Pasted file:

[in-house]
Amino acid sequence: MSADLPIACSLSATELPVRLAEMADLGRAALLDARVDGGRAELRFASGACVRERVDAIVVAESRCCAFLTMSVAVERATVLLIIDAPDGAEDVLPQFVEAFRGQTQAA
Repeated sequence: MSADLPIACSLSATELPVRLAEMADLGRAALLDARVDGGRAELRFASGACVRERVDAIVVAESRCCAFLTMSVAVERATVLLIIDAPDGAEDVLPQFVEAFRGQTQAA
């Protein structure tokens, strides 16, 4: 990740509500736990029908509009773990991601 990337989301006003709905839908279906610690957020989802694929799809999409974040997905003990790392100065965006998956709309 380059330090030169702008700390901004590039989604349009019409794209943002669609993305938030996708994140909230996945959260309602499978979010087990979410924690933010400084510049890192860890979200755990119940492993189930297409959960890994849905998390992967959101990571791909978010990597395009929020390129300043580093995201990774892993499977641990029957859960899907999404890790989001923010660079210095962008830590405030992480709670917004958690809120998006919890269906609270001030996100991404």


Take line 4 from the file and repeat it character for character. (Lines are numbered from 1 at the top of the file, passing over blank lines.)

């Protein structure tokens, strides 16, 4: 990740509500736990029908509009773990991601 990337989301006003709905839908279906610690957020989802694929799809999409974040997905003990790392100065965006998956709309 380059330090030169702008700390901004590039989604349009019409794209943002669609993305938030996708994140909230996945959260309602499978979010087990979410924690933010400084510049890192860890979200755990119940492993189930297409959960890994849905998390992967959101990571791909978010990597395009929020390129300043580093995201990774892993499977641990029957859960899907999404890790989001923010660079210095962008830590405030992480709670917004958690809120998006919890269906609270001030996100991404």